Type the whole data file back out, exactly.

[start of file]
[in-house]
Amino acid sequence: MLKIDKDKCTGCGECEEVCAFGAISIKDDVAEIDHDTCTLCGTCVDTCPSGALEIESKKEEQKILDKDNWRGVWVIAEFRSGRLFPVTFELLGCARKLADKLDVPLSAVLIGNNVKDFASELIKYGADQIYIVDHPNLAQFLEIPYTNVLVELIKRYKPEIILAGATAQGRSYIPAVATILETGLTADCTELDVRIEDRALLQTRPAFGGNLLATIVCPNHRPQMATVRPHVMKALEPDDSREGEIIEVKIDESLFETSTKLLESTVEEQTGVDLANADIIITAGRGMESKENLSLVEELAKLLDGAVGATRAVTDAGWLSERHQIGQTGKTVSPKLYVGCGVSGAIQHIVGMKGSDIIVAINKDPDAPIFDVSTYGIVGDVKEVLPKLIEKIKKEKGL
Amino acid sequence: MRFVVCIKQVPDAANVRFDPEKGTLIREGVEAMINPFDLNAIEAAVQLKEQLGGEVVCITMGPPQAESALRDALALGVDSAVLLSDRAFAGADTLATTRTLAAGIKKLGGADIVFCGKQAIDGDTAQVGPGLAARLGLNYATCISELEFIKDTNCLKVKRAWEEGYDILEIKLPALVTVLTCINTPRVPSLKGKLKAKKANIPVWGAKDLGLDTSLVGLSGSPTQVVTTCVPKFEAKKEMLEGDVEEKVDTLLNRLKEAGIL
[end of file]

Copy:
[in-house]
Amino acid sequence: MLKIDKDKCTGCGECEEVCAFGAISIKDDVAEIDHDTCTLCGTCVDTCPSGALEIESKKEEQKILDKDNWRGVWVIAEFRSGRLFPVTFELLGCARKLADKLDVPLSAVLIGNNVKDFASELIKYGADQIYIVDHPNLAQFLEIPYTNVLVELIKRYKPEIILAGATAQGRSYIPAVATILETGLTADCTELDVRIEDRALLQTRPAFGGNLLATIVCPNHRPQMATVRPHVMKALEPDDSREGEIIEVKIDESLFETSTKLLESTVEEQTGVDLANADIIITAGRGMESKENLSLVEELAKLLDGAVGATRAVTDAGWLSERHQIGQTGKTVSPKLYVGCGVSGAIQHIVGMKGSDIIVAINKDPDAPIFDVSTYGIVGDVKEVLPKLIEKIKKEKGL
Amino acid sequence: MRFVVCIKQVPDAANVRFDPEKGTLIREGVEAMINPFDLNAIEAAVQLKEQLGGEVVCITMGPPQAESALRDALALGVDSAVLLSDRAFAGADTLATTRTLAAGIKKLGGADIVFCGKQAIDGDTAQVGPGLAARLGLNYATCISELEFIKDTNCLKVKRAWEEGYDILEIKLPALVTVLTCINTPRVPSLKGKLKAKKANIPVWGAKDLGLDTSLVGLSGSPTQVVTTCVPKFEAKKEMLEGDVEEKVDTLLNRLKEAGIL